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Iranian President Hassan Rouhani holds a cabinet meeting in Tehran, Iran on April 15, 2020. | Iranian Presidency/Handout/Anadolu Agency via Getty Images

Iran is using the United States as a scapegoat amid the coronavirus pandemic.

Iran has been decimated by the spread of the novel coronavirus, with more than 83,000 diagnosed cases and 5,200 deaths as of April 20 — at least according to official figures, which are likely much lower than the real numbers. One official from the country’s medical council estimates that the total number of positive cases could be as high as half a million.

The country’s economy is in shambles, to the point that the Iranian government has chosen to resume what President Hassan Rouhani calls “low-risk business activities,” even as public health experts in the country warn of the consequences and urge Iranians to continue to stay at home. And the drastic drop in the price of crude oil will only serve to further weaken Iran’s already weakened economy.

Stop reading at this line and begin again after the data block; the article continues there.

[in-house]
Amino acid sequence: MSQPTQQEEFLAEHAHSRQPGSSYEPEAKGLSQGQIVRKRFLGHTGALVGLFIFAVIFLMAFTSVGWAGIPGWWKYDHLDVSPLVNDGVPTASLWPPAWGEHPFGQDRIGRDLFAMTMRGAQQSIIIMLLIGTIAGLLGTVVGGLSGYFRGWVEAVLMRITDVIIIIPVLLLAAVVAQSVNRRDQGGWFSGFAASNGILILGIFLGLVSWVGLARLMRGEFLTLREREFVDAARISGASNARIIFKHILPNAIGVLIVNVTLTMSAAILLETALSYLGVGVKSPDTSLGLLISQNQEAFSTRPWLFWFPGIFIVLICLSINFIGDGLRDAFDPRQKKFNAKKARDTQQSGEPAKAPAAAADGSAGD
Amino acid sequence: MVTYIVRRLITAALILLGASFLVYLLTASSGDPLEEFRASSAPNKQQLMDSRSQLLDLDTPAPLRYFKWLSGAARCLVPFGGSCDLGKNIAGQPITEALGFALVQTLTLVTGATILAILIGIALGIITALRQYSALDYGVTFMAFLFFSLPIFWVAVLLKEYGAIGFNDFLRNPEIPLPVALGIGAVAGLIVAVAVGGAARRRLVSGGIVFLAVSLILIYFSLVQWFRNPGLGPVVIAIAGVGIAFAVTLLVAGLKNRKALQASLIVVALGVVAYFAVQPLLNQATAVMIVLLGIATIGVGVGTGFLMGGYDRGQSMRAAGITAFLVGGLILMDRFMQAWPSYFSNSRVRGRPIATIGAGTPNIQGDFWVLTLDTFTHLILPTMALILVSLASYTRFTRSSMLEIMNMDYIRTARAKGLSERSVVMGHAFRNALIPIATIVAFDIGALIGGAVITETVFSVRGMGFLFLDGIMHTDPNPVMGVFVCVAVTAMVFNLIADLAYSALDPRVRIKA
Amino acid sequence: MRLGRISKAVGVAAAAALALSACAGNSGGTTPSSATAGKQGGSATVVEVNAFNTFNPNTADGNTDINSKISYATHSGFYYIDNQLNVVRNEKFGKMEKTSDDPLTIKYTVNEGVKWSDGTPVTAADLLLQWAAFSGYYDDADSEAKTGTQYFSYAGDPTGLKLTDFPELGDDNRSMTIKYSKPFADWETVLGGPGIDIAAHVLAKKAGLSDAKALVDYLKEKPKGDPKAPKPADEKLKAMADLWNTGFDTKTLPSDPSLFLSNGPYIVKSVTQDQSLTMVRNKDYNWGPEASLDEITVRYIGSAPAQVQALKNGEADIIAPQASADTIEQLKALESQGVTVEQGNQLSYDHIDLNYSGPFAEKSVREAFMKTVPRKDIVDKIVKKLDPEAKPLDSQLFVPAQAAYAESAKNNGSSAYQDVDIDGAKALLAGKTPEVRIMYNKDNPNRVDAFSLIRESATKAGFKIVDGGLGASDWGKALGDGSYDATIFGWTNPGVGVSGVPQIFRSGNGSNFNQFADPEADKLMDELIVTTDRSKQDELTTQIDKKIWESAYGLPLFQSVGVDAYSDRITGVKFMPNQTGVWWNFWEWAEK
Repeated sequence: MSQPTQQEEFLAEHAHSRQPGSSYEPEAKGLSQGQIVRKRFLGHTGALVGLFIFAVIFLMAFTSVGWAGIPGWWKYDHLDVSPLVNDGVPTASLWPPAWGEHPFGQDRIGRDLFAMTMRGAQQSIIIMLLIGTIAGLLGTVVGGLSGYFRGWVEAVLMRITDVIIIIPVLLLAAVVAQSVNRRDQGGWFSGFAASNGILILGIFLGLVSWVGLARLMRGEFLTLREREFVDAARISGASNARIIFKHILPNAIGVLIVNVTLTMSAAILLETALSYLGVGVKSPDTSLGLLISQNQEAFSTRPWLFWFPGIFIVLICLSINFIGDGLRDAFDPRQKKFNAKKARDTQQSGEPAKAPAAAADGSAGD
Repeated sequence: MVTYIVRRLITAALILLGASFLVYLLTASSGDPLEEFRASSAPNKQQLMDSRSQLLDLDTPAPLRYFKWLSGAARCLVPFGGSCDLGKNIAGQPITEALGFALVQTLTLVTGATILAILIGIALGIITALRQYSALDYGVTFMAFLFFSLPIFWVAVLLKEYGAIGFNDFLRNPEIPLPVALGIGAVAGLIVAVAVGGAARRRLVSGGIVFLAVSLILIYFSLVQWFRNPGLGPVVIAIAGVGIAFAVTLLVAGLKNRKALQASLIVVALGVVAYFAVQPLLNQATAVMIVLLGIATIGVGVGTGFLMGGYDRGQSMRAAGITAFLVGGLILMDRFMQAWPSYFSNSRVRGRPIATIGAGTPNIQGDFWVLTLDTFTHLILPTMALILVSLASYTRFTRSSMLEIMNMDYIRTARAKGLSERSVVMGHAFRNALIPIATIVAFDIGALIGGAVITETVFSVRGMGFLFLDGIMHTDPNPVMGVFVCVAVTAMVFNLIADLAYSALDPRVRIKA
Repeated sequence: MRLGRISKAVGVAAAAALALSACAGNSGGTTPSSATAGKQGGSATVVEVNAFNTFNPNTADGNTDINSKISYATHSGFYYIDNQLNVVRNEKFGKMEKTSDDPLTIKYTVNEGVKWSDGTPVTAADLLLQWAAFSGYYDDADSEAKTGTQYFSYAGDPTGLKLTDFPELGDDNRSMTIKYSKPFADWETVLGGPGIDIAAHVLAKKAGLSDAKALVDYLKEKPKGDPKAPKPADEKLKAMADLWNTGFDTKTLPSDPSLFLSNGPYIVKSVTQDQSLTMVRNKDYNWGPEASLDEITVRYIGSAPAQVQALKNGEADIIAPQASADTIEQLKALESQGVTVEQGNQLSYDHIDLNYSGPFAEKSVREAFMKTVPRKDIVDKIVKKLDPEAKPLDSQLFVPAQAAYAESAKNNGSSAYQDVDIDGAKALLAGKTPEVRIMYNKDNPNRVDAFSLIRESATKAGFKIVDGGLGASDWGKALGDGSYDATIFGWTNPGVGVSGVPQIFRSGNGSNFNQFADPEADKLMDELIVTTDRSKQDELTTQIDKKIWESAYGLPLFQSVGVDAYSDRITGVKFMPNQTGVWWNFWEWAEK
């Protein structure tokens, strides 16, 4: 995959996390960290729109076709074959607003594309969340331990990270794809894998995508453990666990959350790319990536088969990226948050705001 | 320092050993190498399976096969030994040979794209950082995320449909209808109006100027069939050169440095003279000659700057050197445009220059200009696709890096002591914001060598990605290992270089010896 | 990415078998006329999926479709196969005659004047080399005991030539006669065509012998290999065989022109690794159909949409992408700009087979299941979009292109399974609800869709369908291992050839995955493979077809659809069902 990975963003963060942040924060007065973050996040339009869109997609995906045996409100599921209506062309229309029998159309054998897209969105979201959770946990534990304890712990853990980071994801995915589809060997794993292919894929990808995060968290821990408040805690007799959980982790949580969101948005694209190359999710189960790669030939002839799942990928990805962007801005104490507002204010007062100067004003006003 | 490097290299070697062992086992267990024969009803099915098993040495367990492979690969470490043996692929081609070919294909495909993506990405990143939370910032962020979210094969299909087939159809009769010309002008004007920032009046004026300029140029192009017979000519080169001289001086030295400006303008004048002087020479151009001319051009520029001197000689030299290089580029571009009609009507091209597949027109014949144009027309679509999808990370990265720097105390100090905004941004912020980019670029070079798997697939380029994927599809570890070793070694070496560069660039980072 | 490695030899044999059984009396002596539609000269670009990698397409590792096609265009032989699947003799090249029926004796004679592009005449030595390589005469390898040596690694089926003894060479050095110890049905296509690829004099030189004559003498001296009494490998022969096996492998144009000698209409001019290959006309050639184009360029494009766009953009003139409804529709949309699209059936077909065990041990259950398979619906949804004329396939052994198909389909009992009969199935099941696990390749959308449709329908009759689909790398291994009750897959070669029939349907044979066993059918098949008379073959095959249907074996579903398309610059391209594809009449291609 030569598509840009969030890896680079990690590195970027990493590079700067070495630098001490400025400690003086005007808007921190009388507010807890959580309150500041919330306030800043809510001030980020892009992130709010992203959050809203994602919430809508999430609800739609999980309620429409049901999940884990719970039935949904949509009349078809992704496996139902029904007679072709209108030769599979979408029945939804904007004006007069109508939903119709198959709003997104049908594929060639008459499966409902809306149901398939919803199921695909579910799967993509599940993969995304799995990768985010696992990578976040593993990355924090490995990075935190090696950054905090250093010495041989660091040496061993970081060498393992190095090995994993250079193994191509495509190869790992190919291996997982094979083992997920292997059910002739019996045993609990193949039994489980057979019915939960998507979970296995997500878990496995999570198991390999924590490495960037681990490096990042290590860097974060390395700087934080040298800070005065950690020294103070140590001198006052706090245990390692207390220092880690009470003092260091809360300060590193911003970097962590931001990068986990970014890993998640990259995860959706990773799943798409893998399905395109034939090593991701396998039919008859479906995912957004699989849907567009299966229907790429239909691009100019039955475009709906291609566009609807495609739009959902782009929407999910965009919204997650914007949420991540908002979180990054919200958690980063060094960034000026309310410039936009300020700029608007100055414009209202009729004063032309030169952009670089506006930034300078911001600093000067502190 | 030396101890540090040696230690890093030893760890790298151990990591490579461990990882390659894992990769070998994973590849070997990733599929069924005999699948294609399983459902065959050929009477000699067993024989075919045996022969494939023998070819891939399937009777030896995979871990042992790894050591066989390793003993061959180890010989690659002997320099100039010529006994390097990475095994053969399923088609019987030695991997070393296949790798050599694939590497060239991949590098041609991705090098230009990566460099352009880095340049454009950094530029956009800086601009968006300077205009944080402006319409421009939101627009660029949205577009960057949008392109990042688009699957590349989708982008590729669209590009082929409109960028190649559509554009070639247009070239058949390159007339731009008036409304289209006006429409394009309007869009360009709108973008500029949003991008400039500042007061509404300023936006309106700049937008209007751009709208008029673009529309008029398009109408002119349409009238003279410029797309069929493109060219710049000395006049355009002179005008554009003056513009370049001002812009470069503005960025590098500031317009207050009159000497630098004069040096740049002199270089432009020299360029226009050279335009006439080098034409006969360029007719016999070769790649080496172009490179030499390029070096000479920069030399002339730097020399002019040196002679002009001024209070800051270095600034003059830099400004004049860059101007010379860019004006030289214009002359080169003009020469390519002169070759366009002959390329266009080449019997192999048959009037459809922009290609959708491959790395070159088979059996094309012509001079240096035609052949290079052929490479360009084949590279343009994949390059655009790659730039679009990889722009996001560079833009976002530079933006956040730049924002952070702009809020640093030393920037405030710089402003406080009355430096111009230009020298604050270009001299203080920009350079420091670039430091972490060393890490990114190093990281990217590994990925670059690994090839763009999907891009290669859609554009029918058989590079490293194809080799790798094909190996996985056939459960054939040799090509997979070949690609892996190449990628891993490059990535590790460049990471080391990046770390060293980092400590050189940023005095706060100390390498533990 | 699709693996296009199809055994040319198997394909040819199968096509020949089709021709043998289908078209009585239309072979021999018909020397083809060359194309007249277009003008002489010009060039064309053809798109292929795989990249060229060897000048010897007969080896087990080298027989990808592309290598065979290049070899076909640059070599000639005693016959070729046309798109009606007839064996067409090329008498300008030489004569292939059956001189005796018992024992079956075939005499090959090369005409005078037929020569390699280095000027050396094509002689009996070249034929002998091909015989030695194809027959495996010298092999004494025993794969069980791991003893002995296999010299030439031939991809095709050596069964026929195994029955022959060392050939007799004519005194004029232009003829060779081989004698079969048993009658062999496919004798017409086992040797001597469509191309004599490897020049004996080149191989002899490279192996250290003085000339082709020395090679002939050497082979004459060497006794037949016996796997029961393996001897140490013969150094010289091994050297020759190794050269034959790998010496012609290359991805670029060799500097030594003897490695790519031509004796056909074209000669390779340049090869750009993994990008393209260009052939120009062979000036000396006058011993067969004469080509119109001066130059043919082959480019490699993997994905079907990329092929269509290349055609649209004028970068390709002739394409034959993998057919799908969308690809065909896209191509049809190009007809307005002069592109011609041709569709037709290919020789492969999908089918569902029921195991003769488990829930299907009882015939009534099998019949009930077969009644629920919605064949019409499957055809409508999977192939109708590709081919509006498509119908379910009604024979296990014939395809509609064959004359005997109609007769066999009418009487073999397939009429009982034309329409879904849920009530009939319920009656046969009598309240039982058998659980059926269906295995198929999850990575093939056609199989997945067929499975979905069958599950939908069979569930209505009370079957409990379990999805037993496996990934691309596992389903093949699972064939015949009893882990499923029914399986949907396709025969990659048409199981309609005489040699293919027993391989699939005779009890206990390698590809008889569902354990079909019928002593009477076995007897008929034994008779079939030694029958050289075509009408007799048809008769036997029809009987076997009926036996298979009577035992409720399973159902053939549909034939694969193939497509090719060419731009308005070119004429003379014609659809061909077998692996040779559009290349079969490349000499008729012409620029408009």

But if you thought a deadly pandemic and staggering economic crisis would be enough to convince Iran to at least pause its efforts to confront the United States in the Middle East, you’d be wrong.

Despite the crippling toll of the pandemic, which has infected several high-ranking members of the regime as well as untold numbers of the Islamic Revolutionary Guards Corps (IRGC), Tehran has continued to work tirelessly to eject the last remaining US forces from Iraq and consolidate its influence over the Iraqi political establishment.

It’s largely doing so through the proxy militia groups it supports in Iraq, which in recent weeks have launched attacks targeting US forces and assets in that country, including one that killed two Americans on March 11. Last week, the IRGC resumed provocative actions in the Persian Gulf, harassing the US Navy there.

So why, in the midst of grappling with an out-of-control pandemic and an economy in free fall, would Tehran devote time and money to fighting the US? The answer, at least in part, is that the Iranian government believes the United States is particularly weak right now, too.